Bipartisan Senate leaders reached an agreement Wednesday on a sweeping spending deal that would raise caps on military and domestic spending, increase the nation’s debt limit, fund disaster relief efforts around the nation and include long-term funding for community health centers.
Non-defence spending, such as a programme to provide health insurance for children, would reportedly increase by $63bn this year, and $68bn next year.
Pelosi pointed to a bipartisan bill by Reps. The bill would fund the government for two years.
The bill needs to pass the Senate and House of Representatives, where it is expected to face pushback. The Senate is slated next week to begin a debate to address the dilemma of immigrants left vulnerable by the looming expiration of former President Barack Obama’s Deferred Action for Childhood Arrivals program, or DACA. And having tried and failed to link progress on the budget to DACA during last month’s government shutdown battle, many Democrats aren’t spoiling for a repeat. Pelosi and other Democrats blasted that GOP proposal as a ruse to slash funding for domestic programs.
It would also extend the federal government’s debt ceiling until March 2019, defusing a contentious issue and putting off for more than a year the risk of a debt default, which had loomed next month.
With bipartisan support in the Senate, the plan should pass easily. It would increase non-defence domestic discretionary spending caps by $131 billion over current spending levels. The Pentagon will get an additional $80 billion this year and $85 billion next year, while domestic spending is increased by $63 billion this year and $68 billion next year.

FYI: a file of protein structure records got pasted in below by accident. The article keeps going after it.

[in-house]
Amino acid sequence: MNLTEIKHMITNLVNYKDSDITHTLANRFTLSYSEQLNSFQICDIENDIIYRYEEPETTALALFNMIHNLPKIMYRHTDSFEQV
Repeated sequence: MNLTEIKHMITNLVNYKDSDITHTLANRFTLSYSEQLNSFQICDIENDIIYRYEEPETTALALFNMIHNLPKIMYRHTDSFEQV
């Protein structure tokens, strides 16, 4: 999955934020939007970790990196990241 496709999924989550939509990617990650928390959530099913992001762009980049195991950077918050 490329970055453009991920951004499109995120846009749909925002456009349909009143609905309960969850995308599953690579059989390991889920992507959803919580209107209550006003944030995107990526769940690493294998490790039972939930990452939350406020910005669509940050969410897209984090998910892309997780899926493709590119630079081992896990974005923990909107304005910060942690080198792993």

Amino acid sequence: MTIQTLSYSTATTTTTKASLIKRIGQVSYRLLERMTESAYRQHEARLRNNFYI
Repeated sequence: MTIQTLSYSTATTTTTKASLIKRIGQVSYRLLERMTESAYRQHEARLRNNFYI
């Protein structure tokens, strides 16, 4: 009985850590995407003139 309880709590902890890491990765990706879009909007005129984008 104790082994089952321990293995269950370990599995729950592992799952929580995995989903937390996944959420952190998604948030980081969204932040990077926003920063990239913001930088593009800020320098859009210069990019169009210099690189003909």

Without that, “this package does not have my support nor does it have the support of large numbers of members of our caucus”, she said.
But she warned that her party would not support the deal without a promise from House speaker Paul Ryan to schedule a debate and vote on an immigration package, which would involve moves to include so-called “dreamers”- young people who were brought to the United States illegally as children.
The agreement is likely to be added to a stopgap spending bill that passed the House on Tuesday, aimed at averting a government shutdown Thursday at midnight.
At the same time McConnell was announcing the plan, House Speaker Paul Ryan was telling his members behind closed doors that the agreement has been reached, according to a member in the room. Mr Trump threatened on Tuesday to upend budget talks by saying he would welcome a government shutdown if Congress were not able to agree to changes in immigration law that he said would prevent criminals from entering the country. “At the same time, we reserve the right and the authority that if we feel like that they’re falling short on something that we promised or what’s best for our constituents, then we’ll throw a flag on it”. At the end of 2017, Republicans pushed through a tax-cut plan that added $1.5tn to the 10-year budget deficit.
He called his fellow Republicans the party of “big spending” and “big government”.
“I can not overstate the negative impact to our troops and families’ morale from all this budget uncertainty”, said Defense Secretary James Mattis at the daily White House briefing. That provision could help win support from lawmakers representing affected areas in California, Florida and Texas but further repel conservatives concerned about mounting federal spending. “Congress should reject this deal”, said Justin Bogie, a senior policy analyst with the influential conservative Heritage Foundation.